Game Review: Warhammer 40,000: Boltgun is a solid, yet shallow retro shooter

I’ve never really been into the Warhammer 40,000 universe, aside from a few video game entries here and there; but would be lying if I said I wasn’t interested in the lore. Big, hulking soldiers equipped with chainswords, battling waves of enemy aliens? Sign me up. It is in that same thought that Warhammer 40,000: Boltgun caught my eye. Something so accessible as a 90s-inspired shooter, where ultimate destruction and carnage are your main goals? Once again, sign me up.

Warhammer 40,000: Boltgun marries its premise and tone with these retro mechanics. It plays well and looks just as great. But in the same token, it can be a little shallow at times, offering little more than that initial feeling of immense power, which aims to carry most of, if not all of Boltgun’s offerings. While I would recommend this to both Warhammer 40,000 and Doom fans alike, it leaves a little more to be desired in its final hours.

Suit Up and Slay

Players take control of a Space Marine Sternguard, a seasoned, giant super soldier of sorts who enjoys killing more than talking. You are sent to the forge world of Graia as a mercenary to essentially hunt down a mysterious object of great interest to an equally mysterious party. As interesting as that sounds, it’s literally an excuse to get you to slaughter anything that stands in your way.

The story takes place over three chapters and a couple dozen levels that take around 10 hours to complete. While that doesn’t seem like a long time, Warhammer 40,000: Boltgun packs in a consistent sense of combat and pace that hardly ever lets up. Be it tearing through regular grunts with your chainsword or taking on the beefier enemy Space Marines that are capable of absorbing more than a few hits. Levels do offer a small sense of exploration for the sake of collectibles and power-ups but never lead you too far off the beaten track.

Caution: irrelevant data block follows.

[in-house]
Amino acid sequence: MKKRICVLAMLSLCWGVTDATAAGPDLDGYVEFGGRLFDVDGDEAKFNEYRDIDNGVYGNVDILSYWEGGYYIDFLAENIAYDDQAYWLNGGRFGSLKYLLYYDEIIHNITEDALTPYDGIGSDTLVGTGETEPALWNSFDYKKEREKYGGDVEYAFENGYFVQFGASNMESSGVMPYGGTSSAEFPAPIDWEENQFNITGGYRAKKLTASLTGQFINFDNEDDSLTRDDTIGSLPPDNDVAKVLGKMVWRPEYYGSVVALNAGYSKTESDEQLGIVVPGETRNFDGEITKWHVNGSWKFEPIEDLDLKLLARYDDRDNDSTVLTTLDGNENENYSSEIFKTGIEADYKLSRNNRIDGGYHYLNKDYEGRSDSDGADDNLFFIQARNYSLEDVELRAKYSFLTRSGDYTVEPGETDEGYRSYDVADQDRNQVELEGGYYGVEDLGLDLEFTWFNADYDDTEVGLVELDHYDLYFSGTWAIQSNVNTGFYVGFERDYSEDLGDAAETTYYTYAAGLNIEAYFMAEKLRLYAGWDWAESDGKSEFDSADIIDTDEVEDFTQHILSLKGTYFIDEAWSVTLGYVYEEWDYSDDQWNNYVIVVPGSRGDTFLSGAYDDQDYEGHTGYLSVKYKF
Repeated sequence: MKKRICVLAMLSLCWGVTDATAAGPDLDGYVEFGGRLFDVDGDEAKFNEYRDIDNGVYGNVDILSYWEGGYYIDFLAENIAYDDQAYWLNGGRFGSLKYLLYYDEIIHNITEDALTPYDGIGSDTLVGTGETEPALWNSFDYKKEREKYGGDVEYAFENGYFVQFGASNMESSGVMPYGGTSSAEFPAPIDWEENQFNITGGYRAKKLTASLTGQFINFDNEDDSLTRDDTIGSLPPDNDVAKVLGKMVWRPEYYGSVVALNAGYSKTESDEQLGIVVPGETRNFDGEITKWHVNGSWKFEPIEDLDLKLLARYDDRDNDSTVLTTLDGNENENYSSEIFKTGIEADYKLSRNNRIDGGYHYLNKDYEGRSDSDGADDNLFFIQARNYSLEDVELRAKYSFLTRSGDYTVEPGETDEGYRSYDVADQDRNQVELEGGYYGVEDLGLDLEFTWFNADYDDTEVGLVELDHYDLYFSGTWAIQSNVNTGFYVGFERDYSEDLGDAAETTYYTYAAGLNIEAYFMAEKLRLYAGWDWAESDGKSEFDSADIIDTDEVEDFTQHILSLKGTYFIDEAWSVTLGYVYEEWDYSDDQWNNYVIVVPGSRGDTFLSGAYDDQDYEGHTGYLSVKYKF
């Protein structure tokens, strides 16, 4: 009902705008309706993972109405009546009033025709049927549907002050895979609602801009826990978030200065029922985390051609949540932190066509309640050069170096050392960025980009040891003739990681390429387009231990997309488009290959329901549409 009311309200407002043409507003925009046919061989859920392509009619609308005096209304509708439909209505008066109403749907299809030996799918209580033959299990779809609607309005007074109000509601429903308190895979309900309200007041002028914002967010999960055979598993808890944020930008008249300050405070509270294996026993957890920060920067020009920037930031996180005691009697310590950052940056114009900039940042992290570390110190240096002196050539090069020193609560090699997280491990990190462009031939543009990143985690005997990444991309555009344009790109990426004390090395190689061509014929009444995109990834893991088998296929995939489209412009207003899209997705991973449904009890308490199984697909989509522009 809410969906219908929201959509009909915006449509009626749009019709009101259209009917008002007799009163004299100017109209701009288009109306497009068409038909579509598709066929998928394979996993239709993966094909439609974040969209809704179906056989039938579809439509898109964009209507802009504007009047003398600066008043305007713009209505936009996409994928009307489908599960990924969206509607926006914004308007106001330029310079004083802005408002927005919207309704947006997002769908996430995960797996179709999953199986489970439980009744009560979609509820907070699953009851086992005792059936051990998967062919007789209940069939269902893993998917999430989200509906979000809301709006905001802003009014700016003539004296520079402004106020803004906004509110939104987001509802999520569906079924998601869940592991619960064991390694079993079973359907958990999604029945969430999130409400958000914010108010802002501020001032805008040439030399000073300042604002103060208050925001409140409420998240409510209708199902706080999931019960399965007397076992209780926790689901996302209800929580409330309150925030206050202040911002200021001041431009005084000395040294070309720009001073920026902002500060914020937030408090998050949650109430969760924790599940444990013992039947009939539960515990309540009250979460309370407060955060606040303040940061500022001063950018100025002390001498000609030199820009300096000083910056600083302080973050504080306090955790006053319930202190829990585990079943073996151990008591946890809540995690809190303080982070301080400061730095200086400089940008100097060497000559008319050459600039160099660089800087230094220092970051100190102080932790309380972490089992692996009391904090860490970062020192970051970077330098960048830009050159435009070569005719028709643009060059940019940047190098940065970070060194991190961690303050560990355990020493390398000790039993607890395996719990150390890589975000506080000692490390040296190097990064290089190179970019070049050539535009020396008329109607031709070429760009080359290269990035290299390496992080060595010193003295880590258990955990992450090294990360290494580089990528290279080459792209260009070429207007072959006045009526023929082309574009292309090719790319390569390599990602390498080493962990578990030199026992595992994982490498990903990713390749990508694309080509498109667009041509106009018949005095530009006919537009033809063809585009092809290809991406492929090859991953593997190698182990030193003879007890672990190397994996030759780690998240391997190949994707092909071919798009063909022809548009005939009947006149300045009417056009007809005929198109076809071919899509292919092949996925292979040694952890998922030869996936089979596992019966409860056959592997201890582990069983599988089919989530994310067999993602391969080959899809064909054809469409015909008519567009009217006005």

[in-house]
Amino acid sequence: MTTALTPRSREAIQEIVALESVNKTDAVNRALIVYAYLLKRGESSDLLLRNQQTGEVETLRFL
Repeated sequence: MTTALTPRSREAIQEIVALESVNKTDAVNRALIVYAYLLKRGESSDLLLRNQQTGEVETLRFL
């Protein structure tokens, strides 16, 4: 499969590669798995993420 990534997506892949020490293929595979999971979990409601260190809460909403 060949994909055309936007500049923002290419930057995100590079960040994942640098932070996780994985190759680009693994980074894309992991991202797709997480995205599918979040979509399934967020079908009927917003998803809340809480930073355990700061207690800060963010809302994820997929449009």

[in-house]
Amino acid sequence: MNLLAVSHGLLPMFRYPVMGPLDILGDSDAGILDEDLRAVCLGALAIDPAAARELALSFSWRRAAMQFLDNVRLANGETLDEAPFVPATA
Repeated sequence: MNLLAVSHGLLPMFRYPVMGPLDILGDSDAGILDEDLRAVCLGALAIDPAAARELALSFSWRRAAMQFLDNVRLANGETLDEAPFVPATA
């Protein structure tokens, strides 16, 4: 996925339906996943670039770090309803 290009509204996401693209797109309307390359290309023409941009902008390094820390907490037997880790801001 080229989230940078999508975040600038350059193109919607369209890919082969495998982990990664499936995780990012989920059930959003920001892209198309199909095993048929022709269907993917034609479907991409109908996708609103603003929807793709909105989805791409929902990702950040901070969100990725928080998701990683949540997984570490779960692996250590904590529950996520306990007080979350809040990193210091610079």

The only issue I had with Boltgun was its mission structure. While it’s mainly focused on putting you in the way of hilariously dumb grunts and goons, you’ll also need to track down keys to open doors in order to progress. While the levels are relatively small and easy to navigate, there is a fair amount of backtracking that takes place, which is a little annoying considering you’ll backtrack through rooms and corridors you’ve already decimated, leaving things feeling a little empty.

Swinging for the Fences

Combat is the star in Boltgun and it shows. It’s incredibly fast-paced and visceral, complete with numerous ways to destroy enemies. Players can wield a selection of eight weapons along with your trusty chainsword, which is confined to the left trigger or L2. The titular Boltgun feels like the most consistently satisfying weapon that most will resort to, akin to Doom’s shotgun, but each weapon, be it the grenade launcher or heavy machine gun for example, does a great job at feeling both punchy and responsive.

While I would recommend increasing the aiming sensitivity regardless of the difficulty level, it feels rather necessary on those harder difficulty levels. It’s far from a deal-breaker, but the default aiming sensitivity feels a little stiff, given how demanding combat encounters feel throughout. Weapons are also outfitted with Strength stats, which usually correlate directly with an enemy’s Toughness stat. Should your strength stat be lower than their Toughness stat, your weapons will deal much less damage and ultimately feel ineffective. It’s a simple system for the most part, but it does encourage you to shake up your arsenal at times.